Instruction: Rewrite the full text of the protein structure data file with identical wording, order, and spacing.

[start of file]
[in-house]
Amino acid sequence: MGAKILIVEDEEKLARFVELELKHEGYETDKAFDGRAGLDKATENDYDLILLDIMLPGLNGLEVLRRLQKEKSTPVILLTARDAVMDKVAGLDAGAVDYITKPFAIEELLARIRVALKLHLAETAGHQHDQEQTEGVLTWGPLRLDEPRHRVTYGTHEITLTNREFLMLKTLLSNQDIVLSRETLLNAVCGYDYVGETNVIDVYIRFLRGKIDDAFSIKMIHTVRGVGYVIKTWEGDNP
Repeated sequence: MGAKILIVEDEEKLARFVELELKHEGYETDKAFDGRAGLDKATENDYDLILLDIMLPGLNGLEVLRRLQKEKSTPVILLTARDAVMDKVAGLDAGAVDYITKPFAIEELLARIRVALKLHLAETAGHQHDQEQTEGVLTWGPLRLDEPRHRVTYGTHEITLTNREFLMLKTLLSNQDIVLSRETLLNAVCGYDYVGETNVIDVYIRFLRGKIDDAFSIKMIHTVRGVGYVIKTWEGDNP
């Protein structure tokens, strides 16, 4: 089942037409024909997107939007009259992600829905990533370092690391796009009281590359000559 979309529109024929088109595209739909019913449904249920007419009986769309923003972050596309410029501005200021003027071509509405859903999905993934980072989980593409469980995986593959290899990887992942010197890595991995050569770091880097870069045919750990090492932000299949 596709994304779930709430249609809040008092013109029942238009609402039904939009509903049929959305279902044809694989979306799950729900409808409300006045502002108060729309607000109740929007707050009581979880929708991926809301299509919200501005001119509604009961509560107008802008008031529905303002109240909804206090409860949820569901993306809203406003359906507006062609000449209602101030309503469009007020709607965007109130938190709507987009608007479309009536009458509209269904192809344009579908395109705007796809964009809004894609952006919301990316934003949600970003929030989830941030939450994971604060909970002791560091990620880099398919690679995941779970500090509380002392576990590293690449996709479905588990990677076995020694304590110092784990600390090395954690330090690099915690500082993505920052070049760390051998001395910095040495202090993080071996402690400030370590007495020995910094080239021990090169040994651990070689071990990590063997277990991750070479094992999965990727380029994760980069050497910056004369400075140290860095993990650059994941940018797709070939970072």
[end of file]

[in-house]
Amino acid sequence: MGAKILIVEDEEKLARFVELELKHEGYETDKAFDGRAGLDKATENDYDLILLDIMLPGLNGLEVLRRLQKEKSTPVILLTARDAVMDKVAGLDAGAVDYITKPFAIEELLARIRVALKLHLAETAGHQHDQEQTEGVLTWGPLRLDEPRHRVTYGTHEITLTNREFLMLKTLLSNQDIVLSRETLLNAVCGYDYVGETNVIDVYIRFLRGKIDDAFSIKMIHTVRGVGYVIKTWEGDNP
Repeated sequence: MGAKILIVEDEEKLARFVELELKHEGYETDKAFDGRAGLDKATENDYDLILLDIMLPGLNGLEVLRRLQKEKSTPVILLTARDAVMDKVAGLDAGAVDYITKPFAIEELLARIRVALKLHLAETAGHQHDQEQTEGVLTWGPLRLDEPRHRVTYGTHEITLTNREFLMLKTLLSNQDIVLSRETLLNAVCGYDYVGETNVIDVYIRFLRGKIDDAFSIKMIHTVRGVGYVIKTWEGDNP
């Protein structure tokens, strides 16, 4: 089942037409024909997107939007009259992600829905990533370092690391796009009281590359000559 979309529109024929088109595209739909019913449904249920007419009986769309923003972050596309410029501005200021003027071509509405859903999905993934980072989980593409469980995986593959290899990887992942010197890595991995050569770091880097870069045919750990090492932000299949 596709994304779930709430249609809040008092013109029942238009609402039904939009509903049929959305279902044809694989979306799950729900409808409300006045502002108060729309607000109740929007707050009581979880929708991926809301299509919200501005001119509604009961509560107008802008008031529905303002109240909804206090409860949820569901993306809203406003359906507006062609000449209602101030309503469009007020709607965007109130938190709507987009608007479309009536009458509209269904192809344009579908395109705007796809964009809004894609952006919301990316934003949600970003929030989830941030939450994971604060909970002791560091990620880099398919690679995941779970500090509380002392576990590293690449996709479905588990990677076995020694304590110092784990600390090395954690330090690099915690500082993505920052070049760390051998001395910095040495202090993080071996402690400030370590007495020995910094080239021990090169040994651990070689071990990590063997277990991750070479094992999965990727380029994760980069050497910056004369400075140290860095993990650059994941940018797709070939970072």